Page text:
One Hundred Years of Solitude starts with what Colonel Aureliano Buendia would remember as he faces the firing squad–“that distant afternoon when his father took him to discover ice.” That beginning sentence clues us in to the strategy of the author Gabriel Garcia Marquez. Bold and telling details are presented to frame the passions, play, sadness, quarrels, wonders, and conflict of daily life. By design, inevitably these episodes circle back and illuminate those details. Discovering ice was the happiest moment of his life. He fought wars upon wars out of arrogance and to spare him from the crippling solitude that afflicted him and the whole Buendia family. As he faces the guns, he thinks of that time when he was free from solitude in whatever form. On “that distant afternoon” the family learns of the death of Melquiades, a gypsy who introduced their landlocked town to the wonders of the wider world.
If the Colonel before the firing squad is an event at the center of the novel, Melquiades and his parchments encircle and preside over the novel as a whole. All this was inlaid in just the first sentence.
The novel is a chronicle of the rise and fall of the Buendias, a family who led a pack of trailblazers to a new territory inland and founded a town Macando, nestled in the swampy rainforest somewhere in South America, which flourishes for a while. In addition to the foreshadowing details, the progeny of the first in line, Jose Arcadio Buendia and Ursula, have names of the previous generations. The progeny exhibit similar patterns as their namesakes, as if those names clued us in to a selfish gene that had to manifest itself. Much has been made about this novel’s magical realism.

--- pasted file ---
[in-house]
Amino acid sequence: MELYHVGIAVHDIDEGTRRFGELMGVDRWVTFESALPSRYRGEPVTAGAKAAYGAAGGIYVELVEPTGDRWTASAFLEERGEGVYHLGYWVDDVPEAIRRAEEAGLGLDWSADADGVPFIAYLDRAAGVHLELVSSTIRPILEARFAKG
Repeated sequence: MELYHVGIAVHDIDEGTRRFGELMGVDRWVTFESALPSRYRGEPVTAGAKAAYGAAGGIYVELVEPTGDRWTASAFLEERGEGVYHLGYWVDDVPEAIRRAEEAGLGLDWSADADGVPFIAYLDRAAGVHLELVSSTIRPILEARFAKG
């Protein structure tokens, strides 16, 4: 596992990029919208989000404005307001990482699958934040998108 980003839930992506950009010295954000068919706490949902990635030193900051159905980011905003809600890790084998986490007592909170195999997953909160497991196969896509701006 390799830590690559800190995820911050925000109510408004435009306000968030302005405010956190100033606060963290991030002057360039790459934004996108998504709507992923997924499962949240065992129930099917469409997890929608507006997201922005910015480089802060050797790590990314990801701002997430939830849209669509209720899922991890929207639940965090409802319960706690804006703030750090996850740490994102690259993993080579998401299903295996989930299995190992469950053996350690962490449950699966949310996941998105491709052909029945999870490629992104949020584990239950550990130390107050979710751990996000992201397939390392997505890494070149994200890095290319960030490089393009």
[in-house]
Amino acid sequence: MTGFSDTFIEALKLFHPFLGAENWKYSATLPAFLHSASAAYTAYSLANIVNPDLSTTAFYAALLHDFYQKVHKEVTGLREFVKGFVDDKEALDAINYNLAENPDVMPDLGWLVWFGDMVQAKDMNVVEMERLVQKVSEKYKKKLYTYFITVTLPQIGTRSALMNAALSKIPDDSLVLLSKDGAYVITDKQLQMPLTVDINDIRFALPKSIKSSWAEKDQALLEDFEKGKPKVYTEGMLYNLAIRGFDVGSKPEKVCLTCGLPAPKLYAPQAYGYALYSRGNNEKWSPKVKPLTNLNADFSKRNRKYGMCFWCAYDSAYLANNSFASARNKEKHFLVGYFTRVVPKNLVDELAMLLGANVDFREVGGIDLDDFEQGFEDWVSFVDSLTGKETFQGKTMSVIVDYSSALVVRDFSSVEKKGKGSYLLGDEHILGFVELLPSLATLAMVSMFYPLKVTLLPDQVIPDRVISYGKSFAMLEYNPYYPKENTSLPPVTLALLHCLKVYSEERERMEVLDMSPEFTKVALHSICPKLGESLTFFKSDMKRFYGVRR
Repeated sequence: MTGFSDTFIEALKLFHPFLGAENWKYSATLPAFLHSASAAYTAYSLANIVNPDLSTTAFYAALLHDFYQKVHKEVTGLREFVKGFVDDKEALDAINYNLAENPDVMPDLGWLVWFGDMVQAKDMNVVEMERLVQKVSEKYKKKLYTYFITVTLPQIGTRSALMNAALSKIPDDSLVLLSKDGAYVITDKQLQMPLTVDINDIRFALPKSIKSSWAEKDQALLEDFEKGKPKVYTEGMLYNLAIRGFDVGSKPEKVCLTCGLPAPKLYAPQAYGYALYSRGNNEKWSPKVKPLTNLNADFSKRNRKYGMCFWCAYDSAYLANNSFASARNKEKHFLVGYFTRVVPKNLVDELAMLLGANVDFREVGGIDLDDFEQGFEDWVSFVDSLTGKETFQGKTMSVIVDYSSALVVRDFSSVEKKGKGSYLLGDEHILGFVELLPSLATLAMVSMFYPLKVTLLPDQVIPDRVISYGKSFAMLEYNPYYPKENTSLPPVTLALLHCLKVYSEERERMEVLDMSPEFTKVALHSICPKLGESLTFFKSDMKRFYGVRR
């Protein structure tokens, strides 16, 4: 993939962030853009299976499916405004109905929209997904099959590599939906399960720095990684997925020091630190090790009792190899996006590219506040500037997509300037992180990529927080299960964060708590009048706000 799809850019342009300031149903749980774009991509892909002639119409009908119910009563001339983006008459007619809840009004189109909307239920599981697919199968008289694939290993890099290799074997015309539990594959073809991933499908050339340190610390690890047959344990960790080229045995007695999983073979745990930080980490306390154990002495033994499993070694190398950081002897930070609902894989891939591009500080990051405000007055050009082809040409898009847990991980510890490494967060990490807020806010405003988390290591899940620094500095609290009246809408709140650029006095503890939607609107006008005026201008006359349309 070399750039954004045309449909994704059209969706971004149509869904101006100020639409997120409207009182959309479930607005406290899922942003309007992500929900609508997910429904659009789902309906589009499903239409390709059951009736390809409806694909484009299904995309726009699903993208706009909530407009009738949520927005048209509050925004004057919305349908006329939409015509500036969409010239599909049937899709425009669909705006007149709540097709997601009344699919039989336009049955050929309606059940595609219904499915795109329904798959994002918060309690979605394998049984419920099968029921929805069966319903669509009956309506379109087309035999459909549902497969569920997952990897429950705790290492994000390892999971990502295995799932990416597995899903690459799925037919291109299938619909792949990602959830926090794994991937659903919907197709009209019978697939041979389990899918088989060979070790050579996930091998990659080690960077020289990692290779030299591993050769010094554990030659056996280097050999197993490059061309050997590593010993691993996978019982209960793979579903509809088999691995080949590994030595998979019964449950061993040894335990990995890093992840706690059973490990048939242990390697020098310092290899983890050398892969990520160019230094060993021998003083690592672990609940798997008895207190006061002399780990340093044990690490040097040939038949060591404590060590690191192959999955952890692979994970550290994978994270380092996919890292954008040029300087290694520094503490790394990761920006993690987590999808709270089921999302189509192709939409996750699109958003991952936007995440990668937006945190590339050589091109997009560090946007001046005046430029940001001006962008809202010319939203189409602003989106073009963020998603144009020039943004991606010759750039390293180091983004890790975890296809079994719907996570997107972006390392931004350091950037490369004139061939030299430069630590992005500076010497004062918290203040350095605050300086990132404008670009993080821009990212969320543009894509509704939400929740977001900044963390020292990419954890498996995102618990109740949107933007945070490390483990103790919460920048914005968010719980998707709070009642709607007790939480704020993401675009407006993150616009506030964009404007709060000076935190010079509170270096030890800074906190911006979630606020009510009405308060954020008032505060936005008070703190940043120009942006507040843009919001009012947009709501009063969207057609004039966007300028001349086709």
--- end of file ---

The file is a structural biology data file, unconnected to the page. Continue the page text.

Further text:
Before reading this novel, I was initially wary of it. However, it works because ghosts of family members that live in the house, a girl rising up to Heaven, rain for more than four years, and flying carpets of the gypsies, don’t draw attention to themselves as different from given facts and because this magic isn’t uniformly good or bad. This magic seems to be an expression of desires through time that had been percolating in the minds of the characters-letting them loose into the natural world adds texture.
One Hundred’s story has military campaigns, adventures, colonial exploitation and extermination and a devastating, revolting picture of decay and oblivion. But any of these isolated would not amount to much but for how Garcia Marquez marshals all these details of the family’s daily life. He spins these through the reader’s mind until the incantatory, blazing end when the saga wraps onto itself-the details and stories illuminating each other become one–and the axle of the wheel of time collapses.
Book Review: 9/10: Fabulous, rich, wonderful trip into the magic and terror of daily life